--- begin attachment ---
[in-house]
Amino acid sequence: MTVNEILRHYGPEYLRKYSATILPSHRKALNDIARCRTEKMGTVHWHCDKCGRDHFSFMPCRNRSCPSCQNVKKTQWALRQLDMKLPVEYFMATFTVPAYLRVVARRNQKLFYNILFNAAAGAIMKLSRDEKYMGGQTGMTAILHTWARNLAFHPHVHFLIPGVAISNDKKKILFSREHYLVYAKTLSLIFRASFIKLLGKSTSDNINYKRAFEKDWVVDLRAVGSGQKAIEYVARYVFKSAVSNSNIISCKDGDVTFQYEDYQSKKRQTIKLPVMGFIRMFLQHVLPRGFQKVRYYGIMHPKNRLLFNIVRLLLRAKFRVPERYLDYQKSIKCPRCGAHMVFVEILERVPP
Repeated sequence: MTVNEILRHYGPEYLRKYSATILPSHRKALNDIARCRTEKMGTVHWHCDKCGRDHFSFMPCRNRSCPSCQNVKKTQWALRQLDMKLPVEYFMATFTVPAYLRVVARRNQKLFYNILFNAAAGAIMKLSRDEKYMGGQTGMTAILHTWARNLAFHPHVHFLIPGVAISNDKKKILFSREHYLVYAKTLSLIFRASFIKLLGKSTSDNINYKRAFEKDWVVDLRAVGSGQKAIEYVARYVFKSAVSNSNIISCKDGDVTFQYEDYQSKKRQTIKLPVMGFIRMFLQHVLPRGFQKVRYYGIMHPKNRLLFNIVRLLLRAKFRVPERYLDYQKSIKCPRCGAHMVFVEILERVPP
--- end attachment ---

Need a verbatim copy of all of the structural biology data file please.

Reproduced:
[in-house]
Amino acid sequence: MTVNEILRHYGPEYLRKYSATILPSHRKALNDIARCRTEKMGTVHWHCDKCGRDHFSFMPCRNRSCPSCQNVKKTQWALRQLDMKLPVEYFMATFTVPAYLRVVARRNQKLFYNILFNAAAGAIMKLSRDEKYMGGQTGMTAILHTWARNLAFHPHVHFLIPGVAISNDKKKILFSREHYLVYAKTLSLIFRASFIKLLGKSTSDNINYKRAFEKDWVVDLRAVGSGQKAIEYVARYVFKSAVSNSNIISCKDGDVTFQYEDYQSKKRQTIKLPVMGFIRMFLQHVLPRGFQKVRYYGIMHPKNRLLFNIVRLLLRAKFRVPERYLDYQKSIKCPRCGAHMVFVEILERVPP
Repeated sequence: MTVNEILRHYGPEYLRKYSATILPSHRKALNDIARCRTEKMGTVHWHCDKCGRDHFSFMPCRNRSCPSCQNVKKTQWALRQLDMKLPVEYFMATFTVPAYLRVVARRNQKLFYNILFNAAAGAIMKLSRDEKYMGGQTGMTAILHTWARNLAFHPHVHFLIPGVAISNDKKKILFSREHYLVYAKTLSLIFRASFIKLLGKSTSDNINYKRAFEKDWVVDLRAVGSGQKAIEYVARYVFKSAVSNSNIISCKDGDVTFQYEDYQSKKRQTIKLPVMGFIRMFLQHVLPRGFQKVRYYGIMHPKNRLLFNIVRLLLRAKFRVPERYLDYQKSIKCPRCGAHMVFVEILERVPP